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Causes of investigated fires in New South Wales

Bushfire arson bulletin no. 21

ISSN 1832-2743
Canberra: Australian Institute of Criminology, August 2005

BushFIRE Arson Bulletin No.20 looked at some of the factors that influence cause determination in bushfire investigations. The NSW Rural Fire Service (RFS) has provided the bushfire arson project with an extract from its investigations database for analysis. This extract covers 466 fires occurring from 2001/2002 to 2003/2004.

Figure 1 shows the causes of fires investigated by the RFS Investigations Unit. The majority of investigated fires (n=298; 64%) were determined to be the result of deliberate ignitions. This is a higher rate than is usually seen in bushfire data, and is a result of the particular subset of bushfires that the RFS Investigations Unit is tasked with examining. While somewhat skewed in comparison with bushfires overall, this finding indicates the prominence of deliberate ignition amongst significant bushfires.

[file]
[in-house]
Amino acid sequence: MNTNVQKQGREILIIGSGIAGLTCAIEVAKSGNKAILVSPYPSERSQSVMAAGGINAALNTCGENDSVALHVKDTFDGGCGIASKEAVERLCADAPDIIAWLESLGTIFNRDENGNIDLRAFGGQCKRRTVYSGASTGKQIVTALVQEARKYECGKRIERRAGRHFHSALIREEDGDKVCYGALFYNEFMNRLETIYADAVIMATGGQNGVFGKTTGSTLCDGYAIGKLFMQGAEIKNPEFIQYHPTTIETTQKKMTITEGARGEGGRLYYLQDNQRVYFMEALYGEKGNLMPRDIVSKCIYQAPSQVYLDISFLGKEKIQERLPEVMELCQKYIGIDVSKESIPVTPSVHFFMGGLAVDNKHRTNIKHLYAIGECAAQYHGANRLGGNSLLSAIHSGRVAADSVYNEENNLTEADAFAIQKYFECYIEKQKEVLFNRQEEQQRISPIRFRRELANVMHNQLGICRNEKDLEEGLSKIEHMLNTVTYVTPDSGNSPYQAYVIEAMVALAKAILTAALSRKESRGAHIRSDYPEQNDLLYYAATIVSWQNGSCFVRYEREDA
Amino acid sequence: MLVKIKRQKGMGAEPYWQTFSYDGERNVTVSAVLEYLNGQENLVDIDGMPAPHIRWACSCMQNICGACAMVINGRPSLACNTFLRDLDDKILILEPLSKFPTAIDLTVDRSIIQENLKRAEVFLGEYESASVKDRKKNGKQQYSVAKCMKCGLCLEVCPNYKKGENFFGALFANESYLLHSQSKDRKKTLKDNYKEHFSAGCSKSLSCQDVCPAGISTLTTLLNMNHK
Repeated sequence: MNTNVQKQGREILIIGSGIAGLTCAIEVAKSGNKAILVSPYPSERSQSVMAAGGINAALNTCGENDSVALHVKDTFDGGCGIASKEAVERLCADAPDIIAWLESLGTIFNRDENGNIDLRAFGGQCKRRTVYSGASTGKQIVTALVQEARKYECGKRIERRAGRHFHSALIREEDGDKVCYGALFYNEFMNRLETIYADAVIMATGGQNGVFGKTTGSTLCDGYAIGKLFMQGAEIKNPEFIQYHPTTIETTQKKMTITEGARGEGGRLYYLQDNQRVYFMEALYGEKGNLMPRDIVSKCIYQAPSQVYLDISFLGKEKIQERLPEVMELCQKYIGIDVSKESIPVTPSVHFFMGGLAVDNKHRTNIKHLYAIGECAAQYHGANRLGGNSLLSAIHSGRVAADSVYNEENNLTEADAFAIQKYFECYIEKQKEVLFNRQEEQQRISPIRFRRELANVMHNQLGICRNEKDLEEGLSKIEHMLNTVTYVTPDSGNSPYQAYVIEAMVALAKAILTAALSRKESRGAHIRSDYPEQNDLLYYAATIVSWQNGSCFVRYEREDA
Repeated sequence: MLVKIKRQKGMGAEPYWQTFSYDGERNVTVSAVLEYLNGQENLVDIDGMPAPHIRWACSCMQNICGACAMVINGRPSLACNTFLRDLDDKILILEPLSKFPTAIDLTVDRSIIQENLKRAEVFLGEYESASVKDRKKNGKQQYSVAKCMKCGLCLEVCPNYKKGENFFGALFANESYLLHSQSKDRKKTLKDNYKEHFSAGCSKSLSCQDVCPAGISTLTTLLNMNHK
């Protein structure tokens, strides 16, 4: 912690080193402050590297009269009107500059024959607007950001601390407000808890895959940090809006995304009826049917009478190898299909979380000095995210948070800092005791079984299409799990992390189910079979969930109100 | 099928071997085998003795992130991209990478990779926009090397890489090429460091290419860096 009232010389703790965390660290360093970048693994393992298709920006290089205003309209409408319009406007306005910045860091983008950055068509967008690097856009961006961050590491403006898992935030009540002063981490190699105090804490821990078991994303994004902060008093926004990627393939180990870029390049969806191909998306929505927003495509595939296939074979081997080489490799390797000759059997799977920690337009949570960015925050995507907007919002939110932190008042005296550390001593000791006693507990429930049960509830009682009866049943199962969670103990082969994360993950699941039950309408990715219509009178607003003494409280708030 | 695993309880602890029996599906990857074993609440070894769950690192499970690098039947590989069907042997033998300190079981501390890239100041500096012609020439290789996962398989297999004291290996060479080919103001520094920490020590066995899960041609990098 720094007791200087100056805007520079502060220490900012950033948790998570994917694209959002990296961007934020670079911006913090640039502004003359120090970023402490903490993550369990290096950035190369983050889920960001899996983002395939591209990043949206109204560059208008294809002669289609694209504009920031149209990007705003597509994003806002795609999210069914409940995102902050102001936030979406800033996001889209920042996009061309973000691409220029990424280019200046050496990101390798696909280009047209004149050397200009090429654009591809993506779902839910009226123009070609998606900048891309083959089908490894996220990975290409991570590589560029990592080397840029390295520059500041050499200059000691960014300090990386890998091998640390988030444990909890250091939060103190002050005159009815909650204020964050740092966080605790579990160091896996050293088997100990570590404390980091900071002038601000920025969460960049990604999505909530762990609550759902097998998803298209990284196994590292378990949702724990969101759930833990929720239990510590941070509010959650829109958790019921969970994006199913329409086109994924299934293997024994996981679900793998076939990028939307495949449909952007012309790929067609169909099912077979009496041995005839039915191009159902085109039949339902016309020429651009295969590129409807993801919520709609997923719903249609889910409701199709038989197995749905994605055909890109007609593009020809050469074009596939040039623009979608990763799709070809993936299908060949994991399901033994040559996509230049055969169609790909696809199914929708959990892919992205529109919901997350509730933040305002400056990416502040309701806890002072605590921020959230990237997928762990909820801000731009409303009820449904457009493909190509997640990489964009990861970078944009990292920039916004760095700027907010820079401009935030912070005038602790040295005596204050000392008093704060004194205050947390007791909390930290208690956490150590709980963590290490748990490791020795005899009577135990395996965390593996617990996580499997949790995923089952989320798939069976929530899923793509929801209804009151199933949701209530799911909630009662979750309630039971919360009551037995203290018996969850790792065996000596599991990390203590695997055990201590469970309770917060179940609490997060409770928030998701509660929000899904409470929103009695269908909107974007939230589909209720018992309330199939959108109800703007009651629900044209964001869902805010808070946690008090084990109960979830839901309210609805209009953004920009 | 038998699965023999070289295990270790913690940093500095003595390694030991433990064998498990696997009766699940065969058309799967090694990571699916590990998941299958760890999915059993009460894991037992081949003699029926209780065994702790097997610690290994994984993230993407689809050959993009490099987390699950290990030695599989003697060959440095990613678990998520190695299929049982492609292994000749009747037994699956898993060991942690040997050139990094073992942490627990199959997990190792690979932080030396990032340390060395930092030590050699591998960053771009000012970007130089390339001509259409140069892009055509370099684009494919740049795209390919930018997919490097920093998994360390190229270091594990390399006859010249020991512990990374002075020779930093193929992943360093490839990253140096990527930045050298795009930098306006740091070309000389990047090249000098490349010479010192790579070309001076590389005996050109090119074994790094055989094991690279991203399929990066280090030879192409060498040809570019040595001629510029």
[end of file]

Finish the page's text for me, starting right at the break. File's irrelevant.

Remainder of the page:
Natural ignitions due to lightning strikes and, in one case, spontaneous combustion caused 51 ignitions (11%). A similar number of fires resulted from accidental ignitions, including fires caused by powerlines, machinery or equipment and campfires or barbecues. Private burning activities, usually for hazard reduction or disposal, led to 36 fires (8%). Given that the fires in this dataset were the subject of a dedicated investigation effort, the proportion of unknown fires (n=13; 3%) is much lower than often seen in bushfire data sets.

Figure 1 : Cause of investigated bushfires in New South Wales 2001/02 to 2003/04

Source: NSWRFS investigations data (AIC file)